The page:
Iturrey: Occupational Contradictions
By Alesy Iturrey, Staff Columnist
Published on Wednesday, September 19, 2012
Monday marked the one-year anniversary of the Occupy Wall Street movement in New York City, and protestors celebrated the event with songs, parades and blockades around the island of Manhattan, a spectacle that resulted in approximately 180 arrests for disorderly conduct. A year ago, many were confused and amused by the growing movement that seemed to target a hippie-proletariat, rising up in a pseudo-Marxist revolution against the corporations that reside in the Financial District of the city. Even as it has fluctuated in its strength, Occupy has made an impact on the national conversation regarding issues such as the economy, wealth inequality and corporate plutocracy. But besides a few debates and speculations, what has the movement produced but a popular, frequently ridiculed culture reference?
Monday’s demonstrations were a blatant attempt to prevent many individuals from going to work. Sponsored Occupy events for the day included creating a “Human Wall” around the New York Stock Exchange and actively storming business headquarters, in order to let them know “how you feel about them commodifying public life, profiting off pollution, crashing the economy, investing in injustice, gambling with your money and buying your elections.” Congregating in busy intersections within the Financial District, the disruption did little more than cause many employees to be late or absent from work on a bustling Monday morning.
Besides placing itself in the media limelight, Occupy hasn’t done much for itself as a movement. It has given voice to its issues, but in a manner that is disruptive and, consequentially, it has achieved little result. Although it is often considered the “leftist” response to the Tea Party, Occupy is significantly less powerful. Although the Tea Party certainly isn’t the paragon of a successful political movement, at least it has outlined goals and strategies and accomplished some of them, such as electing representatives to Congress that have followed through with their goals to pass legislation fit to the founding principles of the organization. By contrast, Occupy refuses to designate leaders, claiming to be a horizontal hierarchy, which in and of itself is a structure that prevents proper guidance and leads to the unclear conglomeration of ideals to which the movement subscribes.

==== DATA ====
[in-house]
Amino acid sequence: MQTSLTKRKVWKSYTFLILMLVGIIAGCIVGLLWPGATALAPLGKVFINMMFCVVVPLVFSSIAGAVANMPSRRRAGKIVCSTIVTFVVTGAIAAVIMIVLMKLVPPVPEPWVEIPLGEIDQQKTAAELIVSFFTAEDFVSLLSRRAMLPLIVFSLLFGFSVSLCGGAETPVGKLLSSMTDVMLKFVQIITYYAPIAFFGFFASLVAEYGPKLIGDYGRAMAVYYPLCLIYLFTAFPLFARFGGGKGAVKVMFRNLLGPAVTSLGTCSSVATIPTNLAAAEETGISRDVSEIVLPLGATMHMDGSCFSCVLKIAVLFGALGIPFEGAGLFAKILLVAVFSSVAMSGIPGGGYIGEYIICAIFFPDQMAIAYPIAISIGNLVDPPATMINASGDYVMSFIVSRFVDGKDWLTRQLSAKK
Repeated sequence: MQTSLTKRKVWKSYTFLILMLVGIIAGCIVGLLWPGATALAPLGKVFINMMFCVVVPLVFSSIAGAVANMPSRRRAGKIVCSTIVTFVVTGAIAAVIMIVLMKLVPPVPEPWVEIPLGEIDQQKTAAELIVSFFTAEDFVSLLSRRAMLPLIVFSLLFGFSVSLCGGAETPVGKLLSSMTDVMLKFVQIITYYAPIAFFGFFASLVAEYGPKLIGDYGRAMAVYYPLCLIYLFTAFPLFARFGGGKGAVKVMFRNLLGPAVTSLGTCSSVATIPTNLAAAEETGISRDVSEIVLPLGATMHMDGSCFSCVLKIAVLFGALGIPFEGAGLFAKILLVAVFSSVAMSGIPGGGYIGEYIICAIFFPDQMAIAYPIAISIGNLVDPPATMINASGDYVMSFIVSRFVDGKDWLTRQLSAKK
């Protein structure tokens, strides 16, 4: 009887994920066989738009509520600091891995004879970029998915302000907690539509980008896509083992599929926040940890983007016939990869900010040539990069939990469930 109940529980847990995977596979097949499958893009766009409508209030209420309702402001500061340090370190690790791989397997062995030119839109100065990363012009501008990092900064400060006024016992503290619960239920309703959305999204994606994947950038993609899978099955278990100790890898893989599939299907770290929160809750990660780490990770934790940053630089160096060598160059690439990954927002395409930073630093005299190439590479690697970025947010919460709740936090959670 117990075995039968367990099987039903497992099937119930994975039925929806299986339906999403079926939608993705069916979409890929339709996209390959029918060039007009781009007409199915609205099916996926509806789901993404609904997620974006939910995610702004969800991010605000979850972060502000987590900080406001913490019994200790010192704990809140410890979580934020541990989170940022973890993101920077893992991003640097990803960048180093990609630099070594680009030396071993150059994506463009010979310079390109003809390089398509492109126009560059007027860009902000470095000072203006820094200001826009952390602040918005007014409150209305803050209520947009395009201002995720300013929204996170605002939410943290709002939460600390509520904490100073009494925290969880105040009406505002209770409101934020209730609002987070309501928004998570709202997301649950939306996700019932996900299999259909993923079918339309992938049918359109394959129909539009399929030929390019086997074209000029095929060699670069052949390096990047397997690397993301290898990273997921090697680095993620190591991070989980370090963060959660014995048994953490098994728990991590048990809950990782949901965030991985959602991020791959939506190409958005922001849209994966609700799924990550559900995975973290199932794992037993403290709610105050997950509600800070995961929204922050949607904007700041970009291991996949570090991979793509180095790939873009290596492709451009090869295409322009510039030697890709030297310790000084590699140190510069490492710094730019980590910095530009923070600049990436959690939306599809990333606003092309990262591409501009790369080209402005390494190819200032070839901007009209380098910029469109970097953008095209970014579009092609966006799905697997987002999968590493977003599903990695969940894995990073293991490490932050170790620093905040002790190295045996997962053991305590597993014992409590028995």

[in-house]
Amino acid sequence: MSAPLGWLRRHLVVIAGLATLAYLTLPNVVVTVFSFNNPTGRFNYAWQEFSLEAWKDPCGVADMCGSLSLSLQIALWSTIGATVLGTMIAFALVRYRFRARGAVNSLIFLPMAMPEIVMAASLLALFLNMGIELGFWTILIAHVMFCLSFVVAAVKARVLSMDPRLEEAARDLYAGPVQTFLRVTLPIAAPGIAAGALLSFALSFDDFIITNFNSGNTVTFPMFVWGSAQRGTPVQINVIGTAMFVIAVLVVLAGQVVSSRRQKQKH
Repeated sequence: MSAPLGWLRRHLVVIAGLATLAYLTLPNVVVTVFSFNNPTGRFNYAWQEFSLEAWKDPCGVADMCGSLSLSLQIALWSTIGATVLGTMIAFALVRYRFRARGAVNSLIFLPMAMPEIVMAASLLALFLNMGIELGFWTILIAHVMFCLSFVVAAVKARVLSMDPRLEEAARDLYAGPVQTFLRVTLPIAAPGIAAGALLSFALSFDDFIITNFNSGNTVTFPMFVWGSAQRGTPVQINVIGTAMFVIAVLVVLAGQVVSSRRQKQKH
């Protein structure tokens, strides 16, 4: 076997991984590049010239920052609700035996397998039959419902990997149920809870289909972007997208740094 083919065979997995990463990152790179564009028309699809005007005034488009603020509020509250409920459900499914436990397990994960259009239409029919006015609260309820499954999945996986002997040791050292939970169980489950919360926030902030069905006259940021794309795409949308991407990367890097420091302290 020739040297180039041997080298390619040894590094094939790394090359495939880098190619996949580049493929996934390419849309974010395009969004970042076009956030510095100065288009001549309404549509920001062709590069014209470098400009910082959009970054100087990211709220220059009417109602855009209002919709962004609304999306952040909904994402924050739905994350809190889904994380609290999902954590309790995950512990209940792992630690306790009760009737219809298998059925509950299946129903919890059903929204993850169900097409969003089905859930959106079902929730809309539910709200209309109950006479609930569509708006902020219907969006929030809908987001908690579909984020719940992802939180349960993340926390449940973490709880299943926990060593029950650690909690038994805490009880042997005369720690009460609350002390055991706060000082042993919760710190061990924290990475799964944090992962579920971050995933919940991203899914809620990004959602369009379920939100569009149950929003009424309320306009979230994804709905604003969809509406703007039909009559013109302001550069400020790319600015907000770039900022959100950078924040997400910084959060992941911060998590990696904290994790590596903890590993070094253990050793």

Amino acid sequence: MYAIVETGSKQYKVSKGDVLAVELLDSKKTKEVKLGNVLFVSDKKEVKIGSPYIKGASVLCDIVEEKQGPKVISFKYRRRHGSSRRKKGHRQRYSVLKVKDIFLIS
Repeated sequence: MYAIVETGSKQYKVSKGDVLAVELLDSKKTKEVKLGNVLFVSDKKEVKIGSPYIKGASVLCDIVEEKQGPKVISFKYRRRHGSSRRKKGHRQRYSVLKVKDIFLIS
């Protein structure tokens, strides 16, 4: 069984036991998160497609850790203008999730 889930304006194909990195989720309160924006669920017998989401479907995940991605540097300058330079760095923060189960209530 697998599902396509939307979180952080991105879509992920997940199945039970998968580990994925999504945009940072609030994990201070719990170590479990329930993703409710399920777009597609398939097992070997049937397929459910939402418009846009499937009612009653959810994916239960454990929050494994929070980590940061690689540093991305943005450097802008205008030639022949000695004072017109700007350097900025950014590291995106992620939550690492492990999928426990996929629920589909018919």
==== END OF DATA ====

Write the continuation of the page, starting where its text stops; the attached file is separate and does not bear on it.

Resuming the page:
Widespread political activism among Americans this past year suggests a national consciousness that is “troubled.” It’s very obvious that people are becoming disillusioned with their government, and these individuals are finding no other method of discussion appropriate except outright rebellion. The actions of groups like Occupy are concrete but largely ineffective — blockading a building and preventing innocent civilians from commuting to work won’t pass Congressional bills or change fundamental policy.
Our government was founded on the principles of the First Amendment, and in no way am I suggesting the suppression of those freedoms. However, movements such as Occupy should have a sense of prudence when planning their next protests, and consider how a leaderless revolution is supposed to make tangible change. The ability for me to even make such a claim freely in The Dartmouth is a testament to the idea that conversations are necessary for the political climate in the United States. But so is the right for an individual to pursue careers and support a family. Nonviolent activism could be meaningful and attain specific goals without the obstruction to the daily lives of civilians. This is achieved through the democratic system of government we currently have in place. Occupy, unfortunately, is a subscriber to nonviolent yet unproductive activism, simply becoming a nuisance in the media.
Don’t get me wrong, nonviolent protests featuring sit-ins and the like have been successful in our political history. The Civil Rights movement, for example, produced action for a different reason than just this form of protest. These movements had specific leaders that spoke to the group’s ideology and yielded results in political systems. Occupy, by refusing to outline goals or accumulate representatives for the people to vote for in our government, is simply ignoring the reality that this type of directionless civil disobedience will not realize clear objectives or establish policy reform.
The message transcends bipartisanism. It’s not a matter of leftist or rightist ideology, simply a consideration of meaningful activism and the issues being brought to the forefront of the national consciousness. In another year from now, it would be interesting to see what protest groups like Occupy could accomplish. Perhaps with a change in tactics, and by avoiding aggressive physical demonstration, they may produce some change. But until then, ambling the streets of the Financial District won’t solicit the kind of response necessary for the action Occupy demands.